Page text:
Small Acts of Kindness: The Kindness Blog

Once again, the Kindness blog shares a touching story that I’m grateful to reshare. Enjoy!

For the last eight years, Colbert Nembhard has been bringing books (and smiles) to homeless children in the Bronx, New York.

Mr. Nembhard, a librarian who’s been the manager of the Morrisania branch of the New York Public Library for 25 years, has been on a mission to making literacy a constant in their wandering and ever-changing lives.

The New York Times reports:

“It’s a pleasure to come in here,” Mr. Nembhard began on that Wednesday, never removing his jacket during a presentation that was just short of a Mr. Rogers routine.

He began to sing, “Good morning to you,” and followed with “Wheels on the Bus.” The children joined in with a chorus of “round and round, round and round.”

Toddlers, fidgeting in their chairs or in their mothers’ arms, suddenly became fixated. They could not wait to flip open “Dear Zoo,” by Rod Campbell, a lift-a-flap book, to discover an elephant, a giraffe, a lion and other animals.

Then came Mr. Nembhard’s magical blue glove — magical thanks to Velcro and the five monkeys attached to it — and later he brought out finger puppets. Avani Blair, 2, and Taniyah Blair, 1, stared in amazement.

“I like it, too. I feel like a big kid,” Aaliyah Blair, 24, their mother, said.

She said they had become homeless about two months ago after an eviction.

Mr. Nembhard knew most of the children by name.

“You build relationships with them so that when you see them they feel comfortable,” he said.

…and thanks to Mr Colbert Nembhard, this model he started at the Crotona Inn homeless shelter is now at 30 shelters. He simply realized that some people who were homeless did not find the library comfortable or convenient.

“We bring the library to them,” he said.

For children at the Crotona shelter, the smiles begin every Wednesday morning at the sound of his suitcase’s wheels going around and around down the hallway.

Colbert Nembhard
Mr. Nembhard with his suitcase stuffed with dozens of books.

“Once the kids see that rolling bag,” Ms. Wright said, “they know.”

Mr Nembhard’s selflessness is a testament to the depth of the human heart and an inspiration for many to be the change they seek in all our communities.

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Small Acts of Kindness: Aiding a Veteran

By Josh  Drzewicki

Living in metro Detroit isn’t an easy feat. Unfortunately, there’s a lot of poverty stemming from the decline of the Motor City that started in the 1950s, continued with urban decay throughout the 1970s, that has evolved to now.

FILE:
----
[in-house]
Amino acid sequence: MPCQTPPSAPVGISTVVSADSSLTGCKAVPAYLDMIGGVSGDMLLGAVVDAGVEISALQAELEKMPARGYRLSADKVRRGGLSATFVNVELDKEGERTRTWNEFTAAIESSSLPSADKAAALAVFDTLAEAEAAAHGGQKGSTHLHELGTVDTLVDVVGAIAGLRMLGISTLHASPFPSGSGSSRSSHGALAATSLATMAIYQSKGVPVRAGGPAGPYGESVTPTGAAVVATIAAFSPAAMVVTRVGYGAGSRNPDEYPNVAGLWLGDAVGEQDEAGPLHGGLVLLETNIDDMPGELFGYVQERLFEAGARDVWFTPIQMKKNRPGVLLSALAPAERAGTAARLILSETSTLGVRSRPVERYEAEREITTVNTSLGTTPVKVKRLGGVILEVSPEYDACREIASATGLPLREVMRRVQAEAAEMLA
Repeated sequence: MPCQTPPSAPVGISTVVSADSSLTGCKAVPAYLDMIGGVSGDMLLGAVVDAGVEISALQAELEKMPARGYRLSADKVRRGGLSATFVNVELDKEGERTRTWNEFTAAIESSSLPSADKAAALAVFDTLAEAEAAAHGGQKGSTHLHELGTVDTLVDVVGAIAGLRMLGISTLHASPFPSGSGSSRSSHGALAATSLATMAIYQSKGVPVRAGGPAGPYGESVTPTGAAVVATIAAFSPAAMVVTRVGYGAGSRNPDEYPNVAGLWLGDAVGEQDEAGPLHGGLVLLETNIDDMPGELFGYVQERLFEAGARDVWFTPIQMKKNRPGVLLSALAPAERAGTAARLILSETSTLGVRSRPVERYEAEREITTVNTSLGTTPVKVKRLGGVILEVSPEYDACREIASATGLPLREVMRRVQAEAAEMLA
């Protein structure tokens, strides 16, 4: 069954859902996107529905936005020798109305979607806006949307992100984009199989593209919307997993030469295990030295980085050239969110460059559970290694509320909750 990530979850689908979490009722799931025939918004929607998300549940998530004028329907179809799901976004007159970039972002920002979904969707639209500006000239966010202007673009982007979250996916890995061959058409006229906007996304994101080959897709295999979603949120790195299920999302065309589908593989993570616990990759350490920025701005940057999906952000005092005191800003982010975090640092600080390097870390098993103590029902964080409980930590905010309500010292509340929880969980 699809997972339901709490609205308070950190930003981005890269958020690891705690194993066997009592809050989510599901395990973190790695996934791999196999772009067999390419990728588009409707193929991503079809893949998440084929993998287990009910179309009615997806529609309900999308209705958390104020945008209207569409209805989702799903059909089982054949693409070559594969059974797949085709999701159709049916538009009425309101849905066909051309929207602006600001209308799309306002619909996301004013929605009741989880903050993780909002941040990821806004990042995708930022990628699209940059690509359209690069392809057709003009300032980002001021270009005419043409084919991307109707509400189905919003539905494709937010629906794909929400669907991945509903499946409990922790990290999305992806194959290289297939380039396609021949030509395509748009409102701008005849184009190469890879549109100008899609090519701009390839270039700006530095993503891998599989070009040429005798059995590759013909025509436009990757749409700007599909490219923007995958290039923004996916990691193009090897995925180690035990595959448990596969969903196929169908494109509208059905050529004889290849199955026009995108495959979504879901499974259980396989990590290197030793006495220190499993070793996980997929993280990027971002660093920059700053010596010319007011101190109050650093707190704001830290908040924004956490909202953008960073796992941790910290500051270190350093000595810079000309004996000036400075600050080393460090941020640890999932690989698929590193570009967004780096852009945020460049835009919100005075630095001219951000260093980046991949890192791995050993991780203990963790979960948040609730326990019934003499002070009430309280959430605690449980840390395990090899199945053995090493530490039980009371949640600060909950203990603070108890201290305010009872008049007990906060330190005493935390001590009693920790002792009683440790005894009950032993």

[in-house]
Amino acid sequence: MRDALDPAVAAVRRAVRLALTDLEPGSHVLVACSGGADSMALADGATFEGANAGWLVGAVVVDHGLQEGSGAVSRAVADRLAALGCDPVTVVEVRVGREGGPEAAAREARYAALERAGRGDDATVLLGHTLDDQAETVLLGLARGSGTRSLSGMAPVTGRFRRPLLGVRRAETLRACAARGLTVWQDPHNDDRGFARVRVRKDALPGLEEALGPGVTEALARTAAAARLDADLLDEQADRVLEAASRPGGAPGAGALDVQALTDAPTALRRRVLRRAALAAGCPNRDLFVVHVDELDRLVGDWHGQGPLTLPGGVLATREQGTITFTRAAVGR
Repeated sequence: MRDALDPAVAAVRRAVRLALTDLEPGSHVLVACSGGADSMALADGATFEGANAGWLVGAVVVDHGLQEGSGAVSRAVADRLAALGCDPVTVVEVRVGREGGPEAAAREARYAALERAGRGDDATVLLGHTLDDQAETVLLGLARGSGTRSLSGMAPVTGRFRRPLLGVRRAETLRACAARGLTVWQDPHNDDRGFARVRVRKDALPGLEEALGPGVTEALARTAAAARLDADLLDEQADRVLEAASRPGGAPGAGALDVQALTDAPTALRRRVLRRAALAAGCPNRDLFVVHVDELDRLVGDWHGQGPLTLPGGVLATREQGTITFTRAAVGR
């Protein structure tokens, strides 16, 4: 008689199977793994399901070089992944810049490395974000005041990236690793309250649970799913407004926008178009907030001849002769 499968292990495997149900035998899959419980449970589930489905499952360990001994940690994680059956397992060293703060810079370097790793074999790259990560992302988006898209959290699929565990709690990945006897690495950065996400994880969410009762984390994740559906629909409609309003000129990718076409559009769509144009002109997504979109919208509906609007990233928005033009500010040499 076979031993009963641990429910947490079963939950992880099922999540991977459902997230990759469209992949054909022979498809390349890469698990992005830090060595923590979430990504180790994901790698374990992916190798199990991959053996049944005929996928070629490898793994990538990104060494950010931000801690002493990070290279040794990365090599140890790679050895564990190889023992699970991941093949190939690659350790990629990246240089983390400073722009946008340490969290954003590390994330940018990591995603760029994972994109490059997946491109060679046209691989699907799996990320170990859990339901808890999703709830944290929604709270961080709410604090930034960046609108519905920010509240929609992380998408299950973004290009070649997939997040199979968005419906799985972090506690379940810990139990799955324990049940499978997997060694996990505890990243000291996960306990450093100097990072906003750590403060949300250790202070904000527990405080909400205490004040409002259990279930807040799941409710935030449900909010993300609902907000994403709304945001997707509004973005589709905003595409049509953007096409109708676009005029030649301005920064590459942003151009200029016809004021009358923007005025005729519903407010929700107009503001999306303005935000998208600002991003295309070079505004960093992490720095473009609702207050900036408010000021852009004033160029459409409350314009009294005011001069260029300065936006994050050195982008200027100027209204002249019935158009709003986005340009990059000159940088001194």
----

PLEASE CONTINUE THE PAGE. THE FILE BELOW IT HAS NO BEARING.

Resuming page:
In fact, Detroit was the only city in the 50 biggest cities to lose population between 2010 and 2015. I didn’t grow up in Detroit or the metro area, but I feel a strong sense of belief in the biggest city in my state.

I know it’s a digression from the story, but many people just assume that Detroit is some horrible place that looks like it’s out of a Dystopian video game. While it’s not beautiful everywhere you go, and there is noticeable poverty, it’s still like other cities. That includes the care that we show the people who find themselves begging for money underneath the bridges or outside ball parks.

I was in the Do Random Acts of Kindness club while in university, and it taught me to give back. I was inspired to help this older gentleman, Matt, that I always saw near 8 Mile in my city. He was always sitting at the corner begging for money. He’s African American and an Army vet as I later found out.

The first time I encountered Matt was shortly after I moved to the area. It was June, hot, and sprinkling. He walked up to my window at a red light and asked for some change. I didn’t have anything in my car at the moment, so I told him next time. I encountered him a week later when I ran to get groceries. Again, I told him I didn’t have any money on me, but he could get in and we could get some food.

He hopped into my aging Chevy Cavalier and I drove a half mile to McDonald’s. I told him to order whatever and we could hang out and eat. I ordered a side salad and french fries (I’m vegetarian). Matt ordered a Big Mac meal and two more cheeseburgers. I thought it was a lot of food at first. Then I listened to him tell me his story. It helped me realize that even buying someone a meal can increase their quality of life. Even if it’s just one time.

I learned that Matt was in the Army in the 1990s, back when I was just a little kid. He was injured during a drill and discharged. Through the years, he’s been dealing with the VA system with little luck. Eventually, in the early 2000s, he was given some prescription painkillers. Despite having a steady job, he fell into addiction which caused him to lose his job and his girlfriend. A year later, he lost his house without steady work. By 2012, he was on the street devoting his whole life to finding drugs.

In 2015, some clergymen helped Matt. They taught him how to get help as a drug addict. While it got him off drugs, it didn’t get him off the street. He’s been living there since. He said it was the first time someone had bought him a meal in six months.

Not everything is like it seems. The city of Detroit or even Matt. With a little help and a little bit of food. Anything is possible. I haven’t seen Matt in months. I’m hoping it means he got off the street.


 Josh Drzewicki is a variety writer hailing from metro Detroit. In his free time, he enjoys long walks through the city while listening to NPR podcasts. He spends time attending the local National Stuttering Association meetings and playing video games.